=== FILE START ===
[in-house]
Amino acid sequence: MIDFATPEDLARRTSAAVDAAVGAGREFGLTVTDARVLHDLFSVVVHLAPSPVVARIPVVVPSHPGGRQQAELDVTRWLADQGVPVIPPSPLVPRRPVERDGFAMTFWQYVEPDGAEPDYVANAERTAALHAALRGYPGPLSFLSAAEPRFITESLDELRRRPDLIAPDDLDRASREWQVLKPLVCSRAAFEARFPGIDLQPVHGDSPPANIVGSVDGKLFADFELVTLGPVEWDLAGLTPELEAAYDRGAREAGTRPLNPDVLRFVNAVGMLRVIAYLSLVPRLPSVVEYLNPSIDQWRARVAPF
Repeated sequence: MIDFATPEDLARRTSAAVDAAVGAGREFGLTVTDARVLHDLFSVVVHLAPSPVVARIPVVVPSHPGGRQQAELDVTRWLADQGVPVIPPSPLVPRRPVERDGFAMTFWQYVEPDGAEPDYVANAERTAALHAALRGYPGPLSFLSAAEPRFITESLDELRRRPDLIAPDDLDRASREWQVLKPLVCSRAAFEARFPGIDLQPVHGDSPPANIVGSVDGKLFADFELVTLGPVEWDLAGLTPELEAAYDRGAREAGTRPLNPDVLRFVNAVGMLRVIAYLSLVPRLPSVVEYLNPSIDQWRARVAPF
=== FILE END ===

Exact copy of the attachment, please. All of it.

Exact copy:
[in-house]
Amino acid sequence: MIDFATPEDLARRTSAAVDAAVGAGREFGLTVTDARVLHDLFSVVVHLAPSPVVARIPVVVPSHPGGRQQAELDVTRWLADQGVPVIPPSPLVPRRPVERDGFAMTFWQYVEPDGAEPDYVANAERTAALHAALRGYPGPLSFLSAAEPRFITESLDELRRRPDLIAPDDLDRASREWQVLKPLVCSRAAFEARFPGIDLQPVHGDSPPANIVGSVDGKLFADFELVTLGPVEWDLAGLTPELEAAYDRGAREAGTRPLNPDVLRFVNAVGMLRVIAYLSLVPRLPSVVEYLNPSIDQWRARVAPF
Repeated sequence: MIDFATPEDLARRTSAAVDAAVGAGREFGLTVTDARVLHDLFSVVVHLAPSPVVARIPVVVPSHPGGRQQAELDVTRWLADQGVPVIPPSPLVPRRPVERDGFAMTFWQYVEPDGAEPDYVANAERTAALHAALRGYPGPLSFLSAAEPRFITESLDELRRRPDLIAPDDLDRASREWQVLKPLVCSRAAFEARFPGIDLQPVHGDSPPANIVGSVDGKLFADFELVTLGPVEWDLAGLTPELEAAYDRGAREAGTRPLNPDVLRFVNAVGMLRVIAYLSLVPRLPSVVEYLNPSIDQWRARVAPF